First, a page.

Friday, August 14, 2009

Unreal Estate

Much like the stories of economic recovery lately, I have been astounded by the bottom-calling that is going on in real estate.

Here's how the storyline goes: Median prices have ticked up, as have some pending sales, and the rate of change in decline has tempered. The problem with business journalists nowadays is that they know how to write, but not what they write about. Any random noise for a month or two in a longer-term data trend is weighted more heavily than it should be.

The reason that median prices have ticked up is because the sales have been so skewed to the lower-end, that any slight increase carries a heavier weighting in the data and elevates it. However, does anyone really believe housing has bottomed because some foreclosures have moved up temporarily from an average of $100k to $105k (example for illustrative purposes only)?

The middle and higher end are still falling substantially. And Google a chart of OptionARM and NegativeAM loan resets, and then reconcile them concurrently with current Notices Of Default (NODs) and foreclosures. The future of housing is indeed bleak.

Further, as Calculated Risk has noted "the increase in pending sales has been mostly from lower priced homes with demand from first time home buyers (taking advantage of the tax credit) and investors. As [Lawrence] Yun notes, the demand from first time buyers will probably fade in another month or two."

But I don't want to get to far into these details, because in this post, I am primarily concerned with one, which I'll address after this rosy article from my city's newspaper.

From the Dallas Morning News: It's a risk to say it, but it looks like the worst is over for real estate market

...All that being said, I'll go out on a limb and say that the North Texas home market has bottomed out. After some significant declines in sales and prices early this year, the numbers are showing a definite leveling.

This week, North Texas pre-owned home sales data showed that July had the lowest percentage decline in almost two years. And median prices last month were up 3 percent from a year ago, according to statistics prepared by Texas A&M University's Real Estate Center.

The National Association of Realtors reports that median home sales prices for the entire second quarter were basically flat in D-FW when compared with prices a year ago. That follows five consecutive quarters of falling prices in the Realtors' benchmark report.

Yet another home price measure, by Standard & Poor's Case-Shiller, recently found that the Dallas region was one of only two metropolitan areas in the country with three consecutive months of home price increases...

...Home inventories – new and pre-owned – are now at the lowest levels in several years. Tight lending restraints will make it hard for builders to put up a bunch of spec houses.

The only real wild card left is the foreclosure situation.

My focus is Interest Rates...unlike the author's view, they are the key real unobserved wild card (although I will be the first to admit there are many). I don't know why NO ONE will address them.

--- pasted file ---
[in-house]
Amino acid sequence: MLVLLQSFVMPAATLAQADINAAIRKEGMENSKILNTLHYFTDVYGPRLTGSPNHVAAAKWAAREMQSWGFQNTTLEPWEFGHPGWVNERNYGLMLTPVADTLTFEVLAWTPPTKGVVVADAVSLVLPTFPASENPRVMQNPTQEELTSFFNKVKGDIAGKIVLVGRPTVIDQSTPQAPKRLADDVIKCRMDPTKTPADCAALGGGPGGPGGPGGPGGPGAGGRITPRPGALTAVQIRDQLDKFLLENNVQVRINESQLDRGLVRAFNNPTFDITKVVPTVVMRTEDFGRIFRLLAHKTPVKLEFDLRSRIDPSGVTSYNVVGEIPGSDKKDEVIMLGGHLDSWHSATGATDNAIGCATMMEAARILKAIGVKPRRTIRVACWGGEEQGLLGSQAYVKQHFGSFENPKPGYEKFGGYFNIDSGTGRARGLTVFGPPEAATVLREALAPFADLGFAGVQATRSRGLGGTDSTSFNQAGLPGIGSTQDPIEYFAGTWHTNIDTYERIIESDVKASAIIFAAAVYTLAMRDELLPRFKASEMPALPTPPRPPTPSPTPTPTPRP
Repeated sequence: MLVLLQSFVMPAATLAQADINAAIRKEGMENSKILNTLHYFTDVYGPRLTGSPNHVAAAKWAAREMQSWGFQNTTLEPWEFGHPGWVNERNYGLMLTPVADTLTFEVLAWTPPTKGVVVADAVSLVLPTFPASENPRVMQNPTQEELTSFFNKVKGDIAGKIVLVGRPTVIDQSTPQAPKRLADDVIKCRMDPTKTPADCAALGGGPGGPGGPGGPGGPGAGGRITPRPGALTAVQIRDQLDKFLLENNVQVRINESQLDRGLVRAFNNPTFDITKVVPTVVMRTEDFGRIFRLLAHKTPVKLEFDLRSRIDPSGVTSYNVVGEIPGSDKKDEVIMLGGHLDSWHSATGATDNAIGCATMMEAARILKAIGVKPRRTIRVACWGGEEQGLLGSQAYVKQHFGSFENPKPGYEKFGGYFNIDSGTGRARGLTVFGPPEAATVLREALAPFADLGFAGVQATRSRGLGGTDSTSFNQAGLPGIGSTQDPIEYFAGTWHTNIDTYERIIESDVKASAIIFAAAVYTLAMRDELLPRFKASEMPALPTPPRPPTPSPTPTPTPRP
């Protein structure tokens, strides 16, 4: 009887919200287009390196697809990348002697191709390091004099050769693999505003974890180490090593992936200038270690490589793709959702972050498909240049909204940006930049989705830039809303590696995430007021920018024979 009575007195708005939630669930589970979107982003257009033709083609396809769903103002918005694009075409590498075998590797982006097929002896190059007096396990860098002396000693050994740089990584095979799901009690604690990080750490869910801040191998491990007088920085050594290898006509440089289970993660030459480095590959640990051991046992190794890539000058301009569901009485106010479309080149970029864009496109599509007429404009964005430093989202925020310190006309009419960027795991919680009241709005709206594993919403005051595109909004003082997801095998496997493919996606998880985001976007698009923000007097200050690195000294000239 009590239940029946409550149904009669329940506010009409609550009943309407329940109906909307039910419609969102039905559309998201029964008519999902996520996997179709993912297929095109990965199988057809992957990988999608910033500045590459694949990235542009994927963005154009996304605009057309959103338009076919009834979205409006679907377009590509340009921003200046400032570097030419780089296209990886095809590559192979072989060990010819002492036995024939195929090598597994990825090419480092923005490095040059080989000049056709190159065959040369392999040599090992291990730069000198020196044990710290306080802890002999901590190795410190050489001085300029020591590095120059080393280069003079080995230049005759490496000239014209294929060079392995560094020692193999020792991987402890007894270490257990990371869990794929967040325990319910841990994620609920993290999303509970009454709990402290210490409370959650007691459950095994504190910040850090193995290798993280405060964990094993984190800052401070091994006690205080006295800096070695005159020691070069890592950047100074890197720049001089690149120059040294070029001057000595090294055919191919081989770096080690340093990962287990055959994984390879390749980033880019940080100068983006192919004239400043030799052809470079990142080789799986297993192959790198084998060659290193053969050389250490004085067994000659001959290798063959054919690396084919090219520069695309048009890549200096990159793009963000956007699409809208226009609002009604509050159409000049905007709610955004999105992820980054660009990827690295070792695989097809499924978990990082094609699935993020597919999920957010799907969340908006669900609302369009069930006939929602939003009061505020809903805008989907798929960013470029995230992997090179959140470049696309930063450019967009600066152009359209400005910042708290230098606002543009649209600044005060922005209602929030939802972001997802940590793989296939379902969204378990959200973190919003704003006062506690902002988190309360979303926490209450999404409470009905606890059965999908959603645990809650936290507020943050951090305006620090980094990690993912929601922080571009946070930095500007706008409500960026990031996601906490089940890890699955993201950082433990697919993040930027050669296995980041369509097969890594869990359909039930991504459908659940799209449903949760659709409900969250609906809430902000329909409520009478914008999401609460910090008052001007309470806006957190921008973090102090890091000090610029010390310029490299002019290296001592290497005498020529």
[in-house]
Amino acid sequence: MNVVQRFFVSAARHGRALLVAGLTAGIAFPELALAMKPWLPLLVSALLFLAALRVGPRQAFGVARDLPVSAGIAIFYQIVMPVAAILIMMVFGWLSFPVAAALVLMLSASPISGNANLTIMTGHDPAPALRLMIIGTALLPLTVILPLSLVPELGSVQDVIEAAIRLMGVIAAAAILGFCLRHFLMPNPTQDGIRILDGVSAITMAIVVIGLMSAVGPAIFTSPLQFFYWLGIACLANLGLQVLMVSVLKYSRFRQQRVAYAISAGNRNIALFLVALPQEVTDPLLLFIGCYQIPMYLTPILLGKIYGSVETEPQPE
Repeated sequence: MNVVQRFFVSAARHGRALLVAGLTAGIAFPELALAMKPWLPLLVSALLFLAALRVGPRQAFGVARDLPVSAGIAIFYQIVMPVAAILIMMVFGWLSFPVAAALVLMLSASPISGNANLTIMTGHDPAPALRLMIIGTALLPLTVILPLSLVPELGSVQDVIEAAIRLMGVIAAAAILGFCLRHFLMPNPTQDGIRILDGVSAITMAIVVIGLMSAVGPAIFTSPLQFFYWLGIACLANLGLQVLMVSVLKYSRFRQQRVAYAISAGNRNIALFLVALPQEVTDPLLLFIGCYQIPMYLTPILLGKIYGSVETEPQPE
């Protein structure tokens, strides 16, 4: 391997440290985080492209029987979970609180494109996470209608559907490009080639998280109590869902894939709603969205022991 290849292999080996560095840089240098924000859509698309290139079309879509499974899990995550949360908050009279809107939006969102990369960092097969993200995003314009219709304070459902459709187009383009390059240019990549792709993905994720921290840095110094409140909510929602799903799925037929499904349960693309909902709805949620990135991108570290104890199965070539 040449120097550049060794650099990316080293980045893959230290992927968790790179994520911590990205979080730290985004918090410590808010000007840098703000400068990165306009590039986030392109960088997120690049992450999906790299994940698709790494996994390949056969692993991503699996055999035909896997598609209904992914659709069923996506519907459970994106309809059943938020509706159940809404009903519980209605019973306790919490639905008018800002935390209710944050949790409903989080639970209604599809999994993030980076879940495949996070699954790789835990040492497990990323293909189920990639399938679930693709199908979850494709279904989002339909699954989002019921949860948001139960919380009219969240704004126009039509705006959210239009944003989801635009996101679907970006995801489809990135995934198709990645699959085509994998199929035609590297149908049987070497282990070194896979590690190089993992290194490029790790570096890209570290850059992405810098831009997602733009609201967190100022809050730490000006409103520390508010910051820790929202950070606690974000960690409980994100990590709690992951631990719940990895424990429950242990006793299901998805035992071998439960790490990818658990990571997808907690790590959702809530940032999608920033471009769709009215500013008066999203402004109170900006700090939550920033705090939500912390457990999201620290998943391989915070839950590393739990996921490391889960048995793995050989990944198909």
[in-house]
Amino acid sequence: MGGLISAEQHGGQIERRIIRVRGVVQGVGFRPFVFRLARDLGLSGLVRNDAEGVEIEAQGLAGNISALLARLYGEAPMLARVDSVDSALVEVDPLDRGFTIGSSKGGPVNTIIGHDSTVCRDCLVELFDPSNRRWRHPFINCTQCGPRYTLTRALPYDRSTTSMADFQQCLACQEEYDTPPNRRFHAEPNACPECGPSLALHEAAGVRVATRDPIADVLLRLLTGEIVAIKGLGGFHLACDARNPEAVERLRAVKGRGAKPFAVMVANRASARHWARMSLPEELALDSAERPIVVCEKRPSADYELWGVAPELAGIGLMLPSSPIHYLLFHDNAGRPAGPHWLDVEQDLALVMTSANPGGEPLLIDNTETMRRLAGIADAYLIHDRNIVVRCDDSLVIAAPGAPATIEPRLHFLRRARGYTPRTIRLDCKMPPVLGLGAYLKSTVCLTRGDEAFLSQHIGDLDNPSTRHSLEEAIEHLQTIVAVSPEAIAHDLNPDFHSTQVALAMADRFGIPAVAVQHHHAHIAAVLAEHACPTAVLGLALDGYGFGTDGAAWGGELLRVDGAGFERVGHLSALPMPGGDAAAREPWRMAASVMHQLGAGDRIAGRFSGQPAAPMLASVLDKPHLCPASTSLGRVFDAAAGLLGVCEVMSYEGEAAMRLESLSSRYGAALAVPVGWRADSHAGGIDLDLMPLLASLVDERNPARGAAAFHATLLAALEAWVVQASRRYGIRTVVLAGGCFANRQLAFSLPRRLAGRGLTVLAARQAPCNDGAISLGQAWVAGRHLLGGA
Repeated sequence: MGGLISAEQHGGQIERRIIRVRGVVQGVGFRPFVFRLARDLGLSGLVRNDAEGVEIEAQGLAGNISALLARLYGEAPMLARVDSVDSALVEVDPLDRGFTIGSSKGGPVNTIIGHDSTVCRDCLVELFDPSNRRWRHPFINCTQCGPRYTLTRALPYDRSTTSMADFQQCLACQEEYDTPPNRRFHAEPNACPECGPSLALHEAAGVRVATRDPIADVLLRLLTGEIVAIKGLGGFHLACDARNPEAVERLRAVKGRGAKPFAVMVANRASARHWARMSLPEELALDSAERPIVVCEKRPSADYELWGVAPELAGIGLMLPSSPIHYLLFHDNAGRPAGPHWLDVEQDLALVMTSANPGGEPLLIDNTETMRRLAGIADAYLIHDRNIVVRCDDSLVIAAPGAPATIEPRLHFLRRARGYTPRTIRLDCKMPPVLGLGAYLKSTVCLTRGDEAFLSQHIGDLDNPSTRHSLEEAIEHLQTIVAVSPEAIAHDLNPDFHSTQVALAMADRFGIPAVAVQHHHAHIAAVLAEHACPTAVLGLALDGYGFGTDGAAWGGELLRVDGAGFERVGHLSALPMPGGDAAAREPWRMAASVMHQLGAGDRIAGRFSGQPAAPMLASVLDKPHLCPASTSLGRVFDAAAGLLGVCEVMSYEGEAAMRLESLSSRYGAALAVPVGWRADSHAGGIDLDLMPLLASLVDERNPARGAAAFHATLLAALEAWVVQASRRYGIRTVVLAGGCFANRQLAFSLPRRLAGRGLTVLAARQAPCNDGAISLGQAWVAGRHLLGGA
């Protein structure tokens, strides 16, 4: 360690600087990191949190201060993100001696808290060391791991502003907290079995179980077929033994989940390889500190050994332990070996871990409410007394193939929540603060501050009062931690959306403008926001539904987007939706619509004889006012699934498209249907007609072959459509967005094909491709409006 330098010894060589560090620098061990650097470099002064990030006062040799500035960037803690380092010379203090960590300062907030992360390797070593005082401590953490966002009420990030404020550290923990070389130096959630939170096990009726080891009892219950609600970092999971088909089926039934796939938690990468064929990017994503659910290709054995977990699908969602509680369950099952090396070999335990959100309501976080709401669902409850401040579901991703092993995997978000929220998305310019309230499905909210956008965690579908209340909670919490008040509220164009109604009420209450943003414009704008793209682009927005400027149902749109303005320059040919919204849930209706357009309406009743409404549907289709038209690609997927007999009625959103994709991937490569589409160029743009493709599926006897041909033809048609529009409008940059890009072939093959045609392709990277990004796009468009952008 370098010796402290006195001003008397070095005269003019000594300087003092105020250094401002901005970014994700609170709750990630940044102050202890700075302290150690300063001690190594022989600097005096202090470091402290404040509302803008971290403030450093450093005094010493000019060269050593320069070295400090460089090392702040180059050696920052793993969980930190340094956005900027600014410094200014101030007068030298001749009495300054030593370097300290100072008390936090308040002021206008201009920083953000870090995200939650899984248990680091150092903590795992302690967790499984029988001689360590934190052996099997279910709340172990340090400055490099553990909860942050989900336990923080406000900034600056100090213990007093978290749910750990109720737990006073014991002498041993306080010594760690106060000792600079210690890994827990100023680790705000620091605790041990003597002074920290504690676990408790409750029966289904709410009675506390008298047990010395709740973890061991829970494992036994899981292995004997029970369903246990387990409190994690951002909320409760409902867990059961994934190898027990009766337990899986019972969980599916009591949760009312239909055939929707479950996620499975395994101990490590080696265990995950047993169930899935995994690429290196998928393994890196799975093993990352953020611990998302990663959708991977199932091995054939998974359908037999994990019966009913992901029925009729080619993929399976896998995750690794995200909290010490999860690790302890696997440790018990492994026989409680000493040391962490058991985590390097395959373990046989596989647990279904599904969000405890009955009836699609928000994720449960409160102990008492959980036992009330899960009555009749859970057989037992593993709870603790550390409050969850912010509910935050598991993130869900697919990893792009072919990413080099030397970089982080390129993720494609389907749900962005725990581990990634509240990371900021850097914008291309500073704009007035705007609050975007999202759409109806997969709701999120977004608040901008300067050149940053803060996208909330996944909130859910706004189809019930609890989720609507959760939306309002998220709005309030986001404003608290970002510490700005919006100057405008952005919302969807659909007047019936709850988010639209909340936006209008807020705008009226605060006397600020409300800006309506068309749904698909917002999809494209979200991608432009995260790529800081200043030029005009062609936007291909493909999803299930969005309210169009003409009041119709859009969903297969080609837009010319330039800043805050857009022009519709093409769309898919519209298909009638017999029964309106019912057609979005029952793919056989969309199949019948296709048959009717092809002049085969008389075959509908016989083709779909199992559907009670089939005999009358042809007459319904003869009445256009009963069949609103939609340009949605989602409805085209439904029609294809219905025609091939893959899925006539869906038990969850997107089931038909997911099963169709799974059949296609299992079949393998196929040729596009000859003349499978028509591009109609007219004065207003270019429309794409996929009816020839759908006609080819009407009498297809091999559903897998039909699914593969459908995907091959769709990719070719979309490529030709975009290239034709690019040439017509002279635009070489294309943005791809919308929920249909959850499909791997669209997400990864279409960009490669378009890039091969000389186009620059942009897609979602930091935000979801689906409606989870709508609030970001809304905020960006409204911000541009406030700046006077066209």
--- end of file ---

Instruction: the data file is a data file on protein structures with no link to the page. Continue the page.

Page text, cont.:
Well, maybe I do.

The recovery story loses its luster when you have to address interest rates. Not one person has been able to articulate to me - in a data-driven, historical context - how recovery built upon inflation expectations can be achieved without higher interest rates.

But, maybe they won't go higher, maybe this is the new norm.

Um, no.


The chart above is as far back as I could dig up (with limited time) for the 10-year Treasury yield, which most closely approximates a 30-year fixed mortgage because of its normal life (people do sell their house before the mortgage is paid off after all). It shows that we are at the bottom of a range stretching 50 years.

Further, average mortgage rates for the last 35+ years demonstrate the same. Doing some rough calculations off of rate approximations, I come up with an average rate of 9.125% for this time period.

It can be argued whether rates will go that high, but based on a legitimate recovery case - and with all of the monetizing of debt and printing that has gone on (getting those Excess Reserves at the Fed into circulation), I think it is reasonable.

Let's examine what happens to the bottomed housing market when stagnant incomes that can't lift the demand curve much beyond where it currently is are suddenly hit with higher interest rates:

$400,000 house @ 6% interest rate = $2,398 P&I

$400,000 house @ 9.125% interest rate = $3,254 P&I

Payments just went up 36%.

Looking at it another way, to maintain the same housing payment that could be afforded before, the house price must now drop to $294,750. The price just decreased by another $105,250, or 26%.

So, buyer beware. This is just one element of a housing collapse that I expect will continue for years to come based on fundamentals and not noise in data sets.

YOU CANNOT HAVE AN ECONOMIC RECOVERY AND A HOUSING BOTTOM AT THE POINT AT WHICH WE CURRENTLY STAND. It is simply not structurally possible.

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